Five Sicilian wineries — Paolini, Cantine Russo, Fazio, Maggiovini and Nicosia — made their U.S. debut last week in San Francisco. Once again I was reminded that the Italians are not only passionate, but also mighty fine dressers. Oh, and the wines weren’t too bad either. The tasting took place at one the regions favorite spots for these sorts of events: the Golden Gate Club at the Presidio.
Maybe it’s just me, but every time I make my away across the grounds of the former military base, I always feel like I’m either on the set for The Rock or have stumbled upon a long forgotten world. There’s neat rows of buildings, expansive Pacific views, and … school children in uniform? Of course I needn’t be dull about it, since 1994 the Presidio has been operated by the National Parks Service and now houses many services, art installations and, of course, the 15 acre ILM and LucasArts HQ.
But, this day was all about the wine.
Organizers referred to it as a “cafe-style” tasting that would provide a “passport to the undiscovered world of fine Sicilian wines.” To be frank, these aren’t my favorite times to truly taste wine; there’s usually too much commotion, not enough space to sprawl, and too much noise. I need to hear the wine, you know — talking to me, whispering sweet tannins in my ear. Yeah, that sort of thing. Plus, sometimes I just like to run a victory lap or two around our kitchen island after enjoying a particularly sophisticated red. To each their own.
The five wineries pouring their hearts out included: Paolini, Cantine Russo, Fazio, Maggiovini and Nicosia.
Adjacent to the expansive space used for larger events (such as the Taste of Mendocino), the cozy room featured standard tables around the perimeter with a gourmet spread in the center. Servers were elegantly attentive.
You know an event is authentic when interpreters are required. It’s one of my favorite parts of these international-flavored events; communication is mostly via the wine, and how appropriate is that? My knowledge of the Italian language is as basic as my knowledge of Sicilian wine: Buon giorno! Ciao! Or distant memories of music class: Finissimo, Allegro! Grandioso! I prefer to use the language of Ferrari, as in this Nero is like a nicely restored GT. Oh, Shiraz IGT – too garish, like an ’88 Testarossa.
Despite the fact there were only five wineries on hand, over 36 wines combined awaited the journalists and trades professionals that chewed, spit, and chit-chatted their way. Maggiovini, from southern Sicily, alone was pouring 14 wines. Who do they think they are? Artesa?
Overall, I thought the wines were decent. It’s a matter of style, and as I’ve said before I do lean towards the Napa signature bold Cabs; I’d say the Nero is closest in that regard. These immediately taste “different” – obviously. You know that there is something unique happening in terms of terroir, wine production techniques, and philosophy.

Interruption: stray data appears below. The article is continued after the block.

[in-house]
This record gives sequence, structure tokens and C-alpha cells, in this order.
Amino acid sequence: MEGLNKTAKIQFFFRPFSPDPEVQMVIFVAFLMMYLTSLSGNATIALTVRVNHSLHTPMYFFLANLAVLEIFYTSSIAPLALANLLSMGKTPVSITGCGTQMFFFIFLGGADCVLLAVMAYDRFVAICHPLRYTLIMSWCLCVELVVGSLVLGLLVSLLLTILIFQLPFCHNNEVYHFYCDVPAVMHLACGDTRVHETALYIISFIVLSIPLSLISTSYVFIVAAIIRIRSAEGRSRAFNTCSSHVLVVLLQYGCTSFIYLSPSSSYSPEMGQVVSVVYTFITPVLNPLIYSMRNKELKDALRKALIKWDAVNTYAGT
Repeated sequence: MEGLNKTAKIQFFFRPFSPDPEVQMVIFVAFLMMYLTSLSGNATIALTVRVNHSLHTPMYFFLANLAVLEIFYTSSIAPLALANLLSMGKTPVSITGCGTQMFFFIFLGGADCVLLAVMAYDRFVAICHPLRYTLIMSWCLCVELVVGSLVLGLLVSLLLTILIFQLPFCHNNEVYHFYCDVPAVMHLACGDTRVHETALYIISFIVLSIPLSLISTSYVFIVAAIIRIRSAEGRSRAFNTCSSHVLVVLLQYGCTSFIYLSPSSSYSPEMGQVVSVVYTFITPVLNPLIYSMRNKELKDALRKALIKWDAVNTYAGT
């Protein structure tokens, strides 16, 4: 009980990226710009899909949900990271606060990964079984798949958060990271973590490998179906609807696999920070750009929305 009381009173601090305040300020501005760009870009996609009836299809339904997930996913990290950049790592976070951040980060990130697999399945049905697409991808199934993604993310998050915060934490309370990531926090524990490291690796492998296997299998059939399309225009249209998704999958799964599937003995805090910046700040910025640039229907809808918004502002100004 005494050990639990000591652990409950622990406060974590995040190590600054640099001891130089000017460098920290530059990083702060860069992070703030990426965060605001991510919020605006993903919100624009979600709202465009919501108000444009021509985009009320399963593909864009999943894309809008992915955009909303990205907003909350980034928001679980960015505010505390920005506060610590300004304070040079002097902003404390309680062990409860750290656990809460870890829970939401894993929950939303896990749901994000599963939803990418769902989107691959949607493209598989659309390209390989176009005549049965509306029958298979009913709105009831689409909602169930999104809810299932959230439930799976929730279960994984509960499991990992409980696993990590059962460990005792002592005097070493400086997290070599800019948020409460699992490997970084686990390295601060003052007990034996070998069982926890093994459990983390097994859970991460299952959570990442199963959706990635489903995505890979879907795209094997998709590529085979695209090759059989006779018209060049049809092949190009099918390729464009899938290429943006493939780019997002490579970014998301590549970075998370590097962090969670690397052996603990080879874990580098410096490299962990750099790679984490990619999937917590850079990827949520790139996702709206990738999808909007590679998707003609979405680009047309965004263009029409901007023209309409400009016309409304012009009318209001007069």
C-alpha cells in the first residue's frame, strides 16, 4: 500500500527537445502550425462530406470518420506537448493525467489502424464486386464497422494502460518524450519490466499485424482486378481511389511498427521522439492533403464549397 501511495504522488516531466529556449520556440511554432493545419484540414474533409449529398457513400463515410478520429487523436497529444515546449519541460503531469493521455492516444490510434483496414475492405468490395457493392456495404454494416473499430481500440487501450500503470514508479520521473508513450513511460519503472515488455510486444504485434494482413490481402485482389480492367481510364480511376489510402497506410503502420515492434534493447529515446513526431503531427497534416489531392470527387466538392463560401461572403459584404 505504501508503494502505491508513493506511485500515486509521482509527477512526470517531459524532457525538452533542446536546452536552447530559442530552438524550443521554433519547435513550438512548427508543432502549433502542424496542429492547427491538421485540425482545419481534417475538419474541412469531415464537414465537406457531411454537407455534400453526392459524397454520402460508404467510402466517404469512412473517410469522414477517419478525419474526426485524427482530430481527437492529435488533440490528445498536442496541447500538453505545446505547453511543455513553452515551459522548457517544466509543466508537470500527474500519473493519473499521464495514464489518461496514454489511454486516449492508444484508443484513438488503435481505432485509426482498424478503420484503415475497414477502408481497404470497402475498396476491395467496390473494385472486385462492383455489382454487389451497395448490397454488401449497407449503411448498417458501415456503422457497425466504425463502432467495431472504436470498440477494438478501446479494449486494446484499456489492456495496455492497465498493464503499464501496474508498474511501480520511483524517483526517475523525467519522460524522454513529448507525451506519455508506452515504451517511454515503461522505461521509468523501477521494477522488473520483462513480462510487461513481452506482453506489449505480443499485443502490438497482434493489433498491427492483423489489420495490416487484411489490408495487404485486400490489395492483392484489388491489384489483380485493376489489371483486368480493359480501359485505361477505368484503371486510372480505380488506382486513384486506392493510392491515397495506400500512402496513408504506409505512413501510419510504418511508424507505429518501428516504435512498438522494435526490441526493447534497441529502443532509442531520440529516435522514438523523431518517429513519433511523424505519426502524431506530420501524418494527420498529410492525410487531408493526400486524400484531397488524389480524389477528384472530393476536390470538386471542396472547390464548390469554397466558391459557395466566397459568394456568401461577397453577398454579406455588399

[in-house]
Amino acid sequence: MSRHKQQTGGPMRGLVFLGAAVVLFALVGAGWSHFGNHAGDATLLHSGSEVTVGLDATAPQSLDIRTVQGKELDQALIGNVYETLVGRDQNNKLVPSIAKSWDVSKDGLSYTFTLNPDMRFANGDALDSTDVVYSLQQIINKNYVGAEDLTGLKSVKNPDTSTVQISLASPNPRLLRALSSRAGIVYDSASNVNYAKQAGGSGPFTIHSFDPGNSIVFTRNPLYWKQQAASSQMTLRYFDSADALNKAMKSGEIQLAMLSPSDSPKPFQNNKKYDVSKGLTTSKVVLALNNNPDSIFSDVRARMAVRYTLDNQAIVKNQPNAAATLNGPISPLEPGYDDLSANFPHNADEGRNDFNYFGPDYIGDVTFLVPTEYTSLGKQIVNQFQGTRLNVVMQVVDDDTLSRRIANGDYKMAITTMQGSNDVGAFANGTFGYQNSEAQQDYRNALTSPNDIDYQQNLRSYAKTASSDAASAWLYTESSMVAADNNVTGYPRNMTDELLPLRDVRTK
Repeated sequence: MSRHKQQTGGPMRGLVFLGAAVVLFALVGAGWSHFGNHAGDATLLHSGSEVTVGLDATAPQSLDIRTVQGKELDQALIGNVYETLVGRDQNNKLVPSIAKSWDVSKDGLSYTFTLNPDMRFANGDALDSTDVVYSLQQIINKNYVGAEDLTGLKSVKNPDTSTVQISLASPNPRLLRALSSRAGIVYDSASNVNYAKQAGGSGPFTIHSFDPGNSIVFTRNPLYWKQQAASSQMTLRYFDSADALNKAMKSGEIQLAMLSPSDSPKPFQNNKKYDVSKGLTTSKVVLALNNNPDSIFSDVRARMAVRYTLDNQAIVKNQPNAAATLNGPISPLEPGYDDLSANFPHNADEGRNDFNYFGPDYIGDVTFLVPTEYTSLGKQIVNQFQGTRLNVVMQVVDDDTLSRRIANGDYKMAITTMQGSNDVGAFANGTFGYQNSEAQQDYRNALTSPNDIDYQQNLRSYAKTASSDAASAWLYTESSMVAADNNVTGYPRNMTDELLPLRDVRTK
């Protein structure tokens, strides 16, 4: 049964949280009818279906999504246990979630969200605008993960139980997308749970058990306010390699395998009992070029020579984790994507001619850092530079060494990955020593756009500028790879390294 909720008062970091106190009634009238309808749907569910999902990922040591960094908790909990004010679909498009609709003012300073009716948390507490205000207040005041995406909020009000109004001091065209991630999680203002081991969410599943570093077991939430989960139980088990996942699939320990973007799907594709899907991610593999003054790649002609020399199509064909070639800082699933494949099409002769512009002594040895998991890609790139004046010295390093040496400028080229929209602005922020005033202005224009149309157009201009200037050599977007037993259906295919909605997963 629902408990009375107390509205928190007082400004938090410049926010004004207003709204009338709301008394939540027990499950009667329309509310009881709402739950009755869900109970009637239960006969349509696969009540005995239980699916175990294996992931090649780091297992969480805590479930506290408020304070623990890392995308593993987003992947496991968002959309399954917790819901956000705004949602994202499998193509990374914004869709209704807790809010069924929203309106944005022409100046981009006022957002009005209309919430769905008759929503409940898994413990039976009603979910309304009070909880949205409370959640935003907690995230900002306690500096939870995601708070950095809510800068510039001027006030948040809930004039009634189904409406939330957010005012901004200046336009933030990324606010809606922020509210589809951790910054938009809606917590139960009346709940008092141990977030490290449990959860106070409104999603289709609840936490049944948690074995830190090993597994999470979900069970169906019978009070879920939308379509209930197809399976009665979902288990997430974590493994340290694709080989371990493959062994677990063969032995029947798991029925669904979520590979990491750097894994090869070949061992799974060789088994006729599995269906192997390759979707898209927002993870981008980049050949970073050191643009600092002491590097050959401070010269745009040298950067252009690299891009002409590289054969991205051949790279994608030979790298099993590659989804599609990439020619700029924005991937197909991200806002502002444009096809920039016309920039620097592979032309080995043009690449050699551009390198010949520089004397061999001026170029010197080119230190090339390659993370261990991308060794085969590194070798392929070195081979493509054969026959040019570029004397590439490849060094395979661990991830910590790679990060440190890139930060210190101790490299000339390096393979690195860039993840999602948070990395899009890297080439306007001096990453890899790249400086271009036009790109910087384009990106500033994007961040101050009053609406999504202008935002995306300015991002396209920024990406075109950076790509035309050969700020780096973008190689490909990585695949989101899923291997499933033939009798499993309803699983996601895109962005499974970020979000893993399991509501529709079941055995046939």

From Paolini, White Wine Grillo Gurg IGT Sicilia 2009 – distinctive indeed; not like Chardonnay but not herbal either like a Sauv. Blanc. Nice fruit on the nose – peachy. But strong. Not sure this is for everyone, but I like tannins, strong espresso (with no sugar) and peppers straight-up. Like a lot of the wines here, it’s not available anywhere but New York. They’re currently seeking San Francisco distribution for this as well as their Nero and Inzolia. Production: 1,000,000 bottles (83,000 cases for us Americans).
From Fazio, located in the northwest tip of Sicily, comes this Muller Thurgau IGT Sicily 2009. Another white; like a classy Riesling is how I’d describe it, or think Ferrari 550. I asked owner Lilly Fazio to pour her best wine, the one she most often recommends, and this is what she poured me. Then she took off her jacket and struck a red-carpet pose with her wine. I think she should’ve stuck around for the Mill Valley Film Festival. This might be a winery to visit on your next Italian sojourn: “… it is possible to admire hills planted with vines that slope gently down to the coast studded with the wind-mills of the ancient salt-works, the golden beaches of San Vito lo Capo, with the Egadi Islands silhouetted against a turquoise sea.” What Tuscan sun? Production: 750,000 bottles (62,500).
Finally, of the reds I liked the Maggiovini. Next time remind me to bring an assistant — or at least an iPad — to help make sense of the array of bottles and varietals they had overflowing on their table. Their 2007 Nero D’Avola was smooth, but certainly not lacking for heft, and had a nice finish with hints of dark berries and a bit of tobacco/leather which I truly enjoy — that and “earthiness” are almost always good qualities in my books. Showy for sure: an Enzo. Production: 200,000 bottles (16,600).